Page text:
Oct. 30--With 7,000 to 8,000 tons of jalapenos left to pick, the Ventura County-based chili supplier for the maker of Sriracha hot sauce will keep harvesting until they hear otherwise.
A Los Angeles County Superior Court judge on Thursday will consider a temporary shutdown of Huy Fong Foods factory in Irwindale until the company quells the smell of chilies that city officials claim is causing burning eyes, irritated throats and headaches for nearby residents, according to The Associated Press.
The city of Irwindale filed the lawsuit Monday after complaints from residents. Discussions with the company about fixing the alleged problem ended last week, according to The Associated Press.
"We'll just have to see how things unfold with the city and Huy Fong right now, I guess," said Craig Underwood, owner of Moorpark-based Underwood Family Farms. "We are hoping it gets resolved quickly and amicably."
Underwood has been Huy Fong Foods sole chili pepper supplier for the past 20 years.
The Rosemead-based company is the farms' only customer for the crop, which makes up about 60 percent of Underwood's business.
The hot sauce in the green-capped clear plastic bottle with a rooster is in the midst of a cultural moment as the condiment of choice.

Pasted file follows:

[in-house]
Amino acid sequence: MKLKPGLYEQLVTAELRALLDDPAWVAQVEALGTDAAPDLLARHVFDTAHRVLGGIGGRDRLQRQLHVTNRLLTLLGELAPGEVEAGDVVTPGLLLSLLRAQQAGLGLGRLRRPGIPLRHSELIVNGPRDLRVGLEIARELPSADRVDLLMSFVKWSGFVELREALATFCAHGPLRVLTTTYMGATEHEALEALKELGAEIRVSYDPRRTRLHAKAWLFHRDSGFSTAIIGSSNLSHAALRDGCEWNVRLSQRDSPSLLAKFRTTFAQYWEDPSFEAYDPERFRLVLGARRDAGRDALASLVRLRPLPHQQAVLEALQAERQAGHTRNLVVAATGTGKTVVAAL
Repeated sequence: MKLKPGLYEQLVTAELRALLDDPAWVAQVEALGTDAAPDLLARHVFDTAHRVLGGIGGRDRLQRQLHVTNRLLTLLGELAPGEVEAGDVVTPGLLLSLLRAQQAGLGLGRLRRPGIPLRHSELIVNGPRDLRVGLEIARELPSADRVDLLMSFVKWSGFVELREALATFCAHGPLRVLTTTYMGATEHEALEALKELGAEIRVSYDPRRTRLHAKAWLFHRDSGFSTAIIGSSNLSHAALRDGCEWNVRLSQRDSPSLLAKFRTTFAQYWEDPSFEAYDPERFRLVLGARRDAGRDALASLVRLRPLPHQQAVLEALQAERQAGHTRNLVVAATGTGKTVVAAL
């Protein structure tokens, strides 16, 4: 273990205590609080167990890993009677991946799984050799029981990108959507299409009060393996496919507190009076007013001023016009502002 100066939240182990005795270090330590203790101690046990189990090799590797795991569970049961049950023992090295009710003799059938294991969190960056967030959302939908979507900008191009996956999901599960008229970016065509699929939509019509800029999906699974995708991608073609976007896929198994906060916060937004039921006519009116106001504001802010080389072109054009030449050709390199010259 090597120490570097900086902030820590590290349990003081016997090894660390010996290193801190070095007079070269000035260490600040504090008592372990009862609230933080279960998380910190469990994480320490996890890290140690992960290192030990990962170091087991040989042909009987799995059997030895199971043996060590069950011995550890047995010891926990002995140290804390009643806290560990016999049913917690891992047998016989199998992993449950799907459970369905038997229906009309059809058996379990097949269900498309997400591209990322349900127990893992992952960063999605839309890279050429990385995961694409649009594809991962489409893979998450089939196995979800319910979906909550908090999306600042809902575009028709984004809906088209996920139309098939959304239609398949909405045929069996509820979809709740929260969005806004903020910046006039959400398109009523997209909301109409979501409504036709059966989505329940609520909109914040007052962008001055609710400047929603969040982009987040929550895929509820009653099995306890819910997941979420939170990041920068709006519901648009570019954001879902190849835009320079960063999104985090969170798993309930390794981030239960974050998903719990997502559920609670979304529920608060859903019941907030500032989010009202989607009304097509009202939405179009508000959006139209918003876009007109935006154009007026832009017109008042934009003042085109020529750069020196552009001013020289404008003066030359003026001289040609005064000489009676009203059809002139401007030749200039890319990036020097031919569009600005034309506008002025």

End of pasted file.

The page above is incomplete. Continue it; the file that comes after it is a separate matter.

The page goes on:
It's a rare brand of sauce that has a festival in its honor. Specifically, an inaugural festival that took place last weekend in downtown Los Angeles.
"I don't think you could predict something like that," Underwood said of Sriracha's popularity. "I guess it's a confluence of events and forces and tastes ... David (Tran) just wanted to produce a really good sauce for his community."
Harvest for the jalapenos began in July and is expected to wrap up next week. If production continues until the final harvest, the farm will have picked and shipped 40,000 tons of jalapenos.
If the judge does temporarily halt production at the Irwindale plant, Underwood said, harvesting would begin as quickly as possible once the factory is allowed to operate. But with the end of the season coming up, the jalapenos would likely not have much of a shelf life.
"We had a frost that wiped out one of our fields last year," Underwood said. "We're anxious to finish early. The potential for losing everything that's left is very high."
If the shutdown is permanent it would be a total loss, he said.
While most of the jalapenos, grown in Kern County, are harvested by machine, it is still a 300-person endeavor. Workers are outfitted with face masks with filters because of the capsaicin, the ingredient that makes the chilies hot.
All of the chili used to produce the year's sauce is processed and stored from September to December.
(c)2013 Ventura County Star (Camarillo, Calif.)
Visit Ventura County Star (Camarillo, Calif.) at www.vcstar.com
Distributed by MCT Information Services
Original headline: Ventura County farm still picking peppers for Sriracha maker facing shutdown
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